THE CAPITOL Not that he is only focused on the larger picture. Every detail of the court system, from creating staggered calendars to keep lawyers from having to wait all day in court to try their cases, to periodically rotating judges in search of some variety out of specialized problemsolving courts, is on his mind. He takes the idea of access to justice literally, down to the actual doors of the courts. “After 9/11, we did all these magnetometers and security precautions. Well, people are coming into our courthouses now walking in through a magnetometer,” he said. “Wouldn’t it be nicer if they walked in to a person at a desk who said, ‘Can I help you, sir (or madam)?’” Kaye was an associate judge of the Court for 10 years before becoming chief, but before that spent 20 years as a commercial litigator in a white-shoe firm. Lippman went straight from law school into the court system. That, he said, will inform his plans, for now still in his

MARCH 2009

head, to create a more bottom-up approach to managing the courts than Kaye’s. “People teased us as being joined at the hip—and although we were and are,” Lippman said, “we’re very different people and we come from different perspectives. She was an outsider to the court system. I was the ultimate insider.” n the process of becoming the ultimate insider, Lippman worked with judges in just about every division of the state courts. But he is the first chief judge in a century without previous experience on the Court of Appeals and had just three years as a judge, writing few decisions, before getting the call from Paterson. But though he has not been directly adjudicating, Kaye said, his experience more than prepares him for this aspect of the job. “When you administer the courts, you are administering how cases proceed through the court system,” she said. “So it’s not like the two are detached.” There is not a long record of judicial decisions to help predict what kind of judge Lippman will be, but few expect a major shift in direction now that he is on the Court. Like Kaye, Lippman is seen as a moderate liberal, though he describes his own judicial philosophy as simply pragmatic, and his location on the ideological spectrum as “the broad center,” which he represents by holding his hands high above his head and far apart. Also like Kaye, he presides over a court with a majority of judges appointed by Gov. George Pataki (R), who keep decisions anchored on the center right. In line with fellow Democratic appointees Carmen Beauchamp Ciparick and Theodore Jones, he will still need at least one other judge—most likely Robert Smith or Eugene Pigott—to be in the majority. But that does not mean the Lippman Court will be the same as the Kaye Court. The handful of decisions Lippman wrote over his three years as an associate justice of the appellate court and as presiding justice of the appellate division of the Supreme Court are not enough to illuminate his thinking on many issues, but they do provide some clues. In criminal cases, his commitment to holding everyone who comes before the court to each technicality of the law appears less obsessive than that of Kaye, who seemed to develop her intense attention to detail out of experience managing the court system. Lippman is also expected to be more pro-plaintiff than Kaye, whose approach seemed a result both of the years she spent as a commercial lawyer in private practice before joining the Court and because of an interest in keeping the caseload of the courts as low as possible, which developed during her years managing the system as chief. New York University law professor Oscar Chase said he believes Lippman’s decisions demonstrate a judge who moves carefully, writes deliberately and avoids ideology. “It’s true there isn’t an extensive record—we’re certainly not sure how he’s going to approach many of the hot-button issues that are going to come before the court—but there’s enough to show us that this is going to be a careful judge who explains why he comes to the decisions that he does,” Chase said. Lippman’s influence on the Court, however, will not just be about how he votes, but how he leads. Like any chief judge, he has the potential to guide the kind of decisions that come out of the Court, whether through helping determine which cases the Court agrees to hear or the tone he sets in conferences. Vincent Bonventre, a professor at Albany Law and the author of the New York Court Watcher blog, said that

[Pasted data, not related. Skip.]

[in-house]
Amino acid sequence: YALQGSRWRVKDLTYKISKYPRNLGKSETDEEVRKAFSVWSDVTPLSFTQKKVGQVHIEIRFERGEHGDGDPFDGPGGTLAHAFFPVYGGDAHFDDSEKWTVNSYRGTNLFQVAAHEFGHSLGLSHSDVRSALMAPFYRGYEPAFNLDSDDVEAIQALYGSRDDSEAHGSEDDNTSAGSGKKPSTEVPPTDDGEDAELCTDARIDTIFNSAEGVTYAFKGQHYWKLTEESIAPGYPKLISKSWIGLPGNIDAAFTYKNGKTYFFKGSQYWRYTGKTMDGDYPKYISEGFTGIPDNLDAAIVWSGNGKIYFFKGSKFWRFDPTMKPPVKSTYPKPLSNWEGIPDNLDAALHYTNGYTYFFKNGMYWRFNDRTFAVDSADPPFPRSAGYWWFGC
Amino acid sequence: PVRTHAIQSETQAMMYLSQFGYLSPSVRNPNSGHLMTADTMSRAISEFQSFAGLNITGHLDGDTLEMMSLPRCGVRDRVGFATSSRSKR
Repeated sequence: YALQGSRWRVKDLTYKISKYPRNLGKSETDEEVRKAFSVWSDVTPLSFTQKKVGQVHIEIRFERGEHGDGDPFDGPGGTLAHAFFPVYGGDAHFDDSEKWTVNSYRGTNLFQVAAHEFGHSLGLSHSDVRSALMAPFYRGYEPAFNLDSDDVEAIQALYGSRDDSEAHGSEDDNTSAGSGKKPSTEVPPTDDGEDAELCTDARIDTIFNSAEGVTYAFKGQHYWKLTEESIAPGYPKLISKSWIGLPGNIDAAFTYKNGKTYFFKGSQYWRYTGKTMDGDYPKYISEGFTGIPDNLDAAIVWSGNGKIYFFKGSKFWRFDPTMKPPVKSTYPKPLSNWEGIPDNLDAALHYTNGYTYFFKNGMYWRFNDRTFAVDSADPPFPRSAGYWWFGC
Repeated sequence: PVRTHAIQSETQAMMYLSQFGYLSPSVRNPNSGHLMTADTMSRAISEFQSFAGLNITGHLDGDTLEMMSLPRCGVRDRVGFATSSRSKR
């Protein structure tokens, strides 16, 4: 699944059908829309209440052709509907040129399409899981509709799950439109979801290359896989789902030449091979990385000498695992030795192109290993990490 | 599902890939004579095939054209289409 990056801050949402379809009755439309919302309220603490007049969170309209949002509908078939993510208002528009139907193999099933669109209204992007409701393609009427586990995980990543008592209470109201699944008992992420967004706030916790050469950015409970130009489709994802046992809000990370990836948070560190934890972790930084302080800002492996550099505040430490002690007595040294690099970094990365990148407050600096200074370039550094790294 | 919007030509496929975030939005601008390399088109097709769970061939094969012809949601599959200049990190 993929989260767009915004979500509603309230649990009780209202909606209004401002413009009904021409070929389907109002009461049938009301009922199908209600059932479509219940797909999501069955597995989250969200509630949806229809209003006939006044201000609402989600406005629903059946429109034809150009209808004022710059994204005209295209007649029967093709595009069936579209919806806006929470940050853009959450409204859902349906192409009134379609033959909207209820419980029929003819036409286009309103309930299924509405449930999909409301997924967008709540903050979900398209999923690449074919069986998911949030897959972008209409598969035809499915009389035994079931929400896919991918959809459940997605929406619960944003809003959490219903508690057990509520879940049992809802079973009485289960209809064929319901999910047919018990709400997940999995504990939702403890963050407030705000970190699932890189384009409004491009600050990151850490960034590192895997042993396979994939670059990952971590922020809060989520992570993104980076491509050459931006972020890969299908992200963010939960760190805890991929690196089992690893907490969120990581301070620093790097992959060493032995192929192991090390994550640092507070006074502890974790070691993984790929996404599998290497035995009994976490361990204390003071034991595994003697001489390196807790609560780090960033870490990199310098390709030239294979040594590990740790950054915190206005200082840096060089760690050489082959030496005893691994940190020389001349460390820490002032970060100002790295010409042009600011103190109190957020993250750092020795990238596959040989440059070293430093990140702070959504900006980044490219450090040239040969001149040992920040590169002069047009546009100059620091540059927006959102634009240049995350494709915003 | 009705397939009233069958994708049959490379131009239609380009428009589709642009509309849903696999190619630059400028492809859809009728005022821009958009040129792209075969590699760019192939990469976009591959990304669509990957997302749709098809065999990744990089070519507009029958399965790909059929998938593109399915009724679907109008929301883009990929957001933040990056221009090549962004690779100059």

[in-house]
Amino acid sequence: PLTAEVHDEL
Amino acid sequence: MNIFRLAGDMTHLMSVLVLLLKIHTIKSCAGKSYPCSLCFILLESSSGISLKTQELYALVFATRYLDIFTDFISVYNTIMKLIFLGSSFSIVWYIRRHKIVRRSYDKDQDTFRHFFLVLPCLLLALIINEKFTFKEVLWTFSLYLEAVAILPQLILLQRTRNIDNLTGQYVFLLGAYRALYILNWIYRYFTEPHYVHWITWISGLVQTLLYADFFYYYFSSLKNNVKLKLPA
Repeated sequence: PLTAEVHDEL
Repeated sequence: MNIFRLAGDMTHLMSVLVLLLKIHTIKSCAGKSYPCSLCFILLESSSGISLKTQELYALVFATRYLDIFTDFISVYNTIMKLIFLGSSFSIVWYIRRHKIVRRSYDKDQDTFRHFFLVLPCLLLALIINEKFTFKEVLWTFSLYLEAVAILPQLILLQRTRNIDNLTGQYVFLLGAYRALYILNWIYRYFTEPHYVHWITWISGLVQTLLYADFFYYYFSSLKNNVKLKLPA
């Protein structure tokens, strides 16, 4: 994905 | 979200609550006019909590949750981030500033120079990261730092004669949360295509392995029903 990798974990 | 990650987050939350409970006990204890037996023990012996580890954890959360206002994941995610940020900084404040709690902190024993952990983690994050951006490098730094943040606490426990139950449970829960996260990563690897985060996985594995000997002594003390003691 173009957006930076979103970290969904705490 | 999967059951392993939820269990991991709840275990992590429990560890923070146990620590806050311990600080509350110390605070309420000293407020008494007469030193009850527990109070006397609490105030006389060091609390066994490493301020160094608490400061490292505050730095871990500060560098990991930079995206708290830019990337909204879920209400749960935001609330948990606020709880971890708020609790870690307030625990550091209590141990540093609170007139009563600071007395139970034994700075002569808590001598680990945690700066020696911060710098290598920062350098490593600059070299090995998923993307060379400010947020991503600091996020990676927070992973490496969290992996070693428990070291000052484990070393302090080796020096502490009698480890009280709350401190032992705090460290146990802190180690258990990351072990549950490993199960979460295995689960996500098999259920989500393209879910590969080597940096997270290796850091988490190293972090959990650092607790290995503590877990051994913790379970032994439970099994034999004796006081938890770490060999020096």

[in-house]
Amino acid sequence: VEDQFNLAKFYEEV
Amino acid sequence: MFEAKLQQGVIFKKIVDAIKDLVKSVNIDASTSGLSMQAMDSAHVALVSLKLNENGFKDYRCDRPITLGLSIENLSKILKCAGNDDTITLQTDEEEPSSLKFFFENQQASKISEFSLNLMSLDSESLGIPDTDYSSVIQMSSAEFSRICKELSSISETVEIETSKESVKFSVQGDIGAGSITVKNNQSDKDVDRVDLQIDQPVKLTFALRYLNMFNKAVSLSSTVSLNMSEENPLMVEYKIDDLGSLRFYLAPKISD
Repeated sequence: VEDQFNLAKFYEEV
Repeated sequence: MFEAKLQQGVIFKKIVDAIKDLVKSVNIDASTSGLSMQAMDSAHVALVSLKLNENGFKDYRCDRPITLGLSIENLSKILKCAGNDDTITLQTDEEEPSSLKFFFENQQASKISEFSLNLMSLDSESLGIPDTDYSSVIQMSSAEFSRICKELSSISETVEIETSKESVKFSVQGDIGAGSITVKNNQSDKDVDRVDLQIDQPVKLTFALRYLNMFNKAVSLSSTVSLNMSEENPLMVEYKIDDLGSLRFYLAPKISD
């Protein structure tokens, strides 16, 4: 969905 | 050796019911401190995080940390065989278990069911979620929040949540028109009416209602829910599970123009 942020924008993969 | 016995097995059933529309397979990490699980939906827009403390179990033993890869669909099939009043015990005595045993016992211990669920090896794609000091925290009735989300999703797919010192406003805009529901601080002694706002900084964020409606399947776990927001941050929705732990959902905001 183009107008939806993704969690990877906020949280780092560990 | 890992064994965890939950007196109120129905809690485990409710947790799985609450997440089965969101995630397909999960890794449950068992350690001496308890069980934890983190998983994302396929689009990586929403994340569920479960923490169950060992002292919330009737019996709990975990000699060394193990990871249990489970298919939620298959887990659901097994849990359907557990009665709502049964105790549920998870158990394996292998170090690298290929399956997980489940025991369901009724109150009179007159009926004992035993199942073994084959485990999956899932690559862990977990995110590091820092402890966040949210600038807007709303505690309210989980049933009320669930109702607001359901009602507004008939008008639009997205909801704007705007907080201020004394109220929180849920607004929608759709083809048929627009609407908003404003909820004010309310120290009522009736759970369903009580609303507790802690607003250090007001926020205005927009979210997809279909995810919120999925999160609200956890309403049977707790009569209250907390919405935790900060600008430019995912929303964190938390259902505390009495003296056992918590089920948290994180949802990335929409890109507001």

gauging the dynamics may be premature so long as the other judges are still getting to know him. “They’re going to have to feel him out. They’re going to have to determine how much of a leader he really is, how strong he actually is at persuading his colleagues,” Bonventre said, noting that this could be accentuated by the fact that Lippman comes in as chief without any time already on Court, despite his other experience. “You know what happens when you’re the new kid on the block: you beat him up, you test him. … He doesn’t know the ropes, and they know he doesn’t know the ropes.” The judges themselves insist that this will not happen, that they welcome Lippman and look forward to his leadership. “He’s much too wise to say, ‘Okay, I’m the new broom, you guys are going to do it my way.’ We would have been very surprised if he had done that, and he hasn’t,” said Robert Smith, a five-year veteran of the Court. If there is a notable change, Smith expects it will be in where the judges go for their meals together after hearing arguments. “I think he picks a slightly different type of restaurant,”